James Doolin, a realist painter whose technical skill and keenly observed interpretations of the world around him are prized by a broad audience, has died. He was 70.
Doolin had suffered from idiopathic pulmonary fibrosis, a lung disease of uncertain origin, for several months and was hospitalized at UCLA Medical Center at the time of his death Monday.
A master of color and composition, Doolin sometimes said he was more interested in visual images than in social content. But his evocative, moody paintings teemed with life as he found it on the streets of Los Angeles, at the casinos of Las Vegas and in the deserts of Southern California.
"What I've always wanted to do," he told a Times reporter in 1999, was "to look at things in a transcendent way and find what I feel, be it beautiful or scary."
In a review of "Some Los Angeles Icons," an exhibition of Doolin's paintings two years ago at the Koplin Gallery in West Hollywood, Times art critic Christopher Knight praised the artist's "gift for endowing the everyday with a sense of estrangement." Doolin's urban paintings "stop in its tracks the steady freeway flow or ever-changing landscapes of billboards, rendering them mysterious and spectral," Knight wrote.
Writers also have been impressed with Doolin's ability to turn fleeting visual experiences into graphic drama. One of his best-known works, "East Wind," a 1991 freeway scene made ominous by gale force winds, is reproduced on the cover of Mike Davis' darkly prophetic book, "Ecology of Fear."
Australian writer Peter Carey, who met Doolin in Melbourne in 1966 and became a close friend of the artist, said he loved to accompany Doolin because "he had a way of looking at the world that was different from anyone else's, whether he was at an art museum or the Mojave Desert."
"He was also a risk-taker as an artist," Carey said, noting that Doolin's choice of subject matter was often unfashionable.
Working as a realist painter in an artistic climate ruled by abstraction, conceptual art and electronic media didn't help Doolin find a prominent place in museums and cutting-edge galleries, but he tackled enormously demanding projects that won the admiration of his peers and the public.
"As Edward Hopper did in New York, [Doolin] captured both the beauty and the alienation of our time in Los Angeles," said artist Carl Cheng.
"We have lost someone irreplaceable," said artist Michael C. McMillen, another longtime friend of Doolin. "He revealed universal truths in powerful paintings that are compellingly clear but have nothing to do with illustration."
Born in 1932 in Hartford, Conn., Doolin grew up in Philadelphia and graduated from the University of the Arts there in 1954. After a sojourn in Australia, he moved to Los Angeles to study painting at UCLA. He earned his master of fine arts degree in 1971, joined the faculty the following year and taught at the university until 1980, when he won a three-year Guggenheim Foundation fellowship to paint desert landscapes.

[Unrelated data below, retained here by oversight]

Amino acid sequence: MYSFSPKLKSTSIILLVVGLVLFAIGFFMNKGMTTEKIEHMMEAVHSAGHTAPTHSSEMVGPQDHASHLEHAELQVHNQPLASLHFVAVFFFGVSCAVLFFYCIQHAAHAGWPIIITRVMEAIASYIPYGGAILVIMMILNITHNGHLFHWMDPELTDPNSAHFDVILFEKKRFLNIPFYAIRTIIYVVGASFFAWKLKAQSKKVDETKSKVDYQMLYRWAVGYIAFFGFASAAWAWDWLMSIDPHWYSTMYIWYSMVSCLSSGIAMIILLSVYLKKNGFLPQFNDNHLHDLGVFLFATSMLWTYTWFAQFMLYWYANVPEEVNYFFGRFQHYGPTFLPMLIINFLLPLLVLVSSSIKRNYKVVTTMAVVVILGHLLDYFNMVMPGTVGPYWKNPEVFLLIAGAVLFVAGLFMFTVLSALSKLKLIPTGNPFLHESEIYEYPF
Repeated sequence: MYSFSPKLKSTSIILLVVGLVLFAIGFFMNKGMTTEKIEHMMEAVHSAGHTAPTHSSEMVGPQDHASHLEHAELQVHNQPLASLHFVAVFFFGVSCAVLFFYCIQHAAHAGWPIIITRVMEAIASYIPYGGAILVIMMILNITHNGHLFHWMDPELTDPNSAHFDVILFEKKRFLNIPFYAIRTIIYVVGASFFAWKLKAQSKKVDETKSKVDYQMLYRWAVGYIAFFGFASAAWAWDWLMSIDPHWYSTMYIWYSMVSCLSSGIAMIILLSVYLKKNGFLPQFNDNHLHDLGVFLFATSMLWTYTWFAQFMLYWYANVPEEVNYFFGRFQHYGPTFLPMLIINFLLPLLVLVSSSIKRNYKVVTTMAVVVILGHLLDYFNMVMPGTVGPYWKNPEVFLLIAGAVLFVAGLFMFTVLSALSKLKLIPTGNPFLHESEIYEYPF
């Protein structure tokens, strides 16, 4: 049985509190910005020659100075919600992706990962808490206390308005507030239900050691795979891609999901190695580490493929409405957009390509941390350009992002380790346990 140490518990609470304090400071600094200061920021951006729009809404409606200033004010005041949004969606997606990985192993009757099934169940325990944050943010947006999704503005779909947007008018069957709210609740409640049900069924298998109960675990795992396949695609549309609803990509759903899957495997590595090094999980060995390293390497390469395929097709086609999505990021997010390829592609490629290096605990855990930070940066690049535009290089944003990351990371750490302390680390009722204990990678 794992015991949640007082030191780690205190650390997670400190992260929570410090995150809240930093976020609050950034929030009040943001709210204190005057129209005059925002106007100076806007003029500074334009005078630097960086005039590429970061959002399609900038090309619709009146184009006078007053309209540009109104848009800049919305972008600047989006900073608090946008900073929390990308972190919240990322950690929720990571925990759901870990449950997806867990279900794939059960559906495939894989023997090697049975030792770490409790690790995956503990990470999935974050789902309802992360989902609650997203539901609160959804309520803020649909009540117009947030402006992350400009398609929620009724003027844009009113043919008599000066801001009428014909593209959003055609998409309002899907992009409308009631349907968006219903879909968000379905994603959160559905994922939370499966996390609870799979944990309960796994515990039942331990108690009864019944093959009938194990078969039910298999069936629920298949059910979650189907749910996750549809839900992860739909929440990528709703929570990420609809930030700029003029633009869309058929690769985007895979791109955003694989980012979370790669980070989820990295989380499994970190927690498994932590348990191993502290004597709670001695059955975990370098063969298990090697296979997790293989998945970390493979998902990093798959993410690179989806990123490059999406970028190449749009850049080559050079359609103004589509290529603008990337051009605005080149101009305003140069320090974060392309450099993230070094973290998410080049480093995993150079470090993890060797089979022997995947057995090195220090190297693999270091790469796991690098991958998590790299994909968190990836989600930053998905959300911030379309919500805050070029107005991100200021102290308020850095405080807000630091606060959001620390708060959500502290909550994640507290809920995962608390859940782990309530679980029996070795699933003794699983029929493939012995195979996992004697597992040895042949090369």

By then, Doolin was revered as the painter of "Shopping Mall," a 90-square-inch aerial view of Santa Monica's commercial center made over a four-year period, 1973-77. He spent the first two years sketching and photographing the site from every possible rooftop vantage point, then constructed a highly detailed diagonal composition of a busy intersection.
Another major project was a 1992 commission to create four murals for the Metropolitan Transportation Authority's downtown Los Angeles headquarters. The administrators envisioned a visual account of the city's history of transportation, said art consultant Tamara Thomas, who administered the competition to select the artists. She was delighted when Doolin was chosen because "I knew he would take the idea further than any of them could imagine," she said.
Always a perfectionist, "he researched every tree and vine" in the paintings, Thomas said. Then he worked 10-hour days, six days a week for a year to complete the murals.
His effort paid off for visitors and employees who delight in pointing out details in scenes that depict a train chugging through an idyllic orange grove as well as an apocalyptic sunset over a network of crowded motorways.
He also received official recognition, in the form of National Endowment for the Arts grants in 1981, 1986 and 1992, and a Los Angeles Cultural Affairs Department grant in 1997.
He is survived by his wife, Lauren Richardson; their daughter, Eve Doolin; two sons from an earlier marriage, Matthew and Paul Doolin; and a grandchild.